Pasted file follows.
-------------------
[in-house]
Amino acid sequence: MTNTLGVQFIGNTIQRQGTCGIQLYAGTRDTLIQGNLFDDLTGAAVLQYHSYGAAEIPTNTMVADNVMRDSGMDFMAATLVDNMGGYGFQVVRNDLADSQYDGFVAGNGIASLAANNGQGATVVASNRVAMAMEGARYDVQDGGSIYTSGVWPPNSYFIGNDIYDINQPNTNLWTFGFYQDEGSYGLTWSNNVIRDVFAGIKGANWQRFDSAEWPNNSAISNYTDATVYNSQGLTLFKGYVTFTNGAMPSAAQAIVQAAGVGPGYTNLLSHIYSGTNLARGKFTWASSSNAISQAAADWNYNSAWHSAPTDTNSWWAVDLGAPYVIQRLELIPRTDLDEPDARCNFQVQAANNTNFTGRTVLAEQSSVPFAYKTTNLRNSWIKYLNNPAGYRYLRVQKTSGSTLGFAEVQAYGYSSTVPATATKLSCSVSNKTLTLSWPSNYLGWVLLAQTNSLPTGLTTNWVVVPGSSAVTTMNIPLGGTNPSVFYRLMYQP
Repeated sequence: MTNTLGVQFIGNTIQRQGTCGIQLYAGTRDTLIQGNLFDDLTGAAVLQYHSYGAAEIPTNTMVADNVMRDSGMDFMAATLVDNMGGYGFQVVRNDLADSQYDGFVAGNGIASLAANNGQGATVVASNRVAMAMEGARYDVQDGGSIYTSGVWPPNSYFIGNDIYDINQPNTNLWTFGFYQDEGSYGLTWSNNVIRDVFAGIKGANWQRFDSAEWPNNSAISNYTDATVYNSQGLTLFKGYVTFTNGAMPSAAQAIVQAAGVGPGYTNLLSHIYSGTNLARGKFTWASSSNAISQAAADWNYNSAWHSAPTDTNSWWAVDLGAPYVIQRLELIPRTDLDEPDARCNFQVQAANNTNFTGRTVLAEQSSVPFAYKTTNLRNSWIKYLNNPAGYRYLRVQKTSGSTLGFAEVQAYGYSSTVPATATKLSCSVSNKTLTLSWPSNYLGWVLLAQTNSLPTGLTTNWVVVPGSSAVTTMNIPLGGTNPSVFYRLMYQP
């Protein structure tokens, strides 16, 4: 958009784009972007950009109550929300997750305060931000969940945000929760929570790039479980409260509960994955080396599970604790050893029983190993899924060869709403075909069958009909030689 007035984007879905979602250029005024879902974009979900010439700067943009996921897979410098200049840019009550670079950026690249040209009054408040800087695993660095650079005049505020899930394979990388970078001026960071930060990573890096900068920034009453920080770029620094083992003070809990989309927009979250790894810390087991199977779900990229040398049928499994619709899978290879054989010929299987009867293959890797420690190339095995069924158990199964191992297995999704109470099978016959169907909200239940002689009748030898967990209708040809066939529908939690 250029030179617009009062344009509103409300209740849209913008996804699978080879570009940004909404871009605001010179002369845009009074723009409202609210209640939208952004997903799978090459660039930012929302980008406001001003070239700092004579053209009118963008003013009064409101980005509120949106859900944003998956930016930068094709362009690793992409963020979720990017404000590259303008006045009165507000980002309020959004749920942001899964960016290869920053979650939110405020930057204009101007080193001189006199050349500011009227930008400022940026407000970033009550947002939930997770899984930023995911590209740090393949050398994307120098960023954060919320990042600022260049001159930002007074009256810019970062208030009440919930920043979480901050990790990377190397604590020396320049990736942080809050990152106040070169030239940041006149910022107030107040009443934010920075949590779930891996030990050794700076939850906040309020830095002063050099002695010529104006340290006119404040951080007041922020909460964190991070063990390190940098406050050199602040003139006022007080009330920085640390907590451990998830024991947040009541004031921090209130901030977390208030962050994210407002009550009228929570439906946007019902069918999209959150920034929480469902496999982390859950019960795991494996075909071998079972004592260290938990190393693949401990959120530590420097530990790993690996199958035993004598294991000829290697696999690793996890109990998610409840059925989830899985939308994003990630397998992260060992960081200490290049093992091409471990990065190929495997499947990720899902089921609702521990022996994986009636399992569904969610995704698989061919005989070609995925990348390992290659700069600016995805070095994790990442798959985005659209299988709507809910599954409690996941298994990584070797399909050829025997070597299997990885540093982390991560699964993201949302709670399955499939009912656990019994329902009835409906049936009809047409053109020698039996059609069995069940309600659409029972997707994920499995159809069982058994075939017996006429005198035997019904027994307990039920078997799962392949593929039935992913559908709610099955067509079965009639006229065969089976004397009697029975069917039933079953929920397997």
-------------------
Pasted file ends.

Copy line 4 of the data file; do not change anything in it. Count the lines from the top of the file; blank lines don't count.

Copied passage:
């Protein structure tokens, strides 16, 4: 958009784009972007950009109550929300997750305060931000969940945000929760929570790039479980409260509960994955080396599970604790050893029983190993899924060869709403075909069958009909030689 007035984007879905979602250029005024879902974009979900010439700067943009996921897979410098200049840019009550670079950026690249040209009054408040800087695993660095650079005049505020899930394979990388970078001026960071930060990573890096900068920034009453920080770029620094083992003070809990989309927009979250790894810390087991199977779900990229040398049928499994619709899978290879054989010929299987009867293959890797420690190339095995069924158990199964191992297995999704109470099978016959169907909200239940002689009748030898967990209708040809066939529908939690 250029030179617009009062344009509103409300209740849209913008996804699978080879570009940004909404871009605001010179002369845009009074723009409202609210209640939208952004997903799978090459660039930012929302980008406001001003070239700092004579053209009118963008003013009064409101980005509120949106859900944003998956930016930068094709362009690793992409963020979720990017404000590259303008006045009165507000980002309020959004749920942001899964960016290869920053979650939110405020930057204009101007080193001189006199050349500011009227930008400022940026407000970033009550947002939930997770899984930023995911590209740090393949050398994307120098960023954060919320990042600022260049001159930002007074009256810019970062208030009440919930920043979480901050990790990377190397604590020396320049990736942080809050990152106040070169030239940041006149910022107030107040009443934010920075949590779930891996030990050794700076939850906040309020830095002063050099002695010529104006340290006119404040951080007041922020909460964190991070063990390190940098406050050199602040003139006022007080009330920085640390907590451990998830024991947040009541004031921090209130901030977390208030962050994210407002009550009228929570439906946007019902069918999209959150920034929480469902496999982390859950019960795991494996075909071998079972004592260290938990190393693949401990959120530590420097530990790993690996199958035993004598294991000829290697696999690793996890109990998610409840059925989830899985939308994003990630397998992260060992960081200490290049093992091409471990990065190929495997499947990720899902089921609702521990022996994986009636399992569904969610995704698989061919005989070609995925990348390992290659700069600016995805070095994790990442798959985005659209299988709507809910599954409690996941298994990584070797399909050829025997070597299997990885540093982390991560699964993201949302709670399955499939009912656990019994329902009835409906049936009809047409053109020698039996059609069995069940309600659409029972997707994920499995159809069982058994075939017996006429005198035997019904027994307990039920078997799962392949593929039935992913559908709610099955067509079965009639006229065969089976004397009697029975069917039933079953929920397997």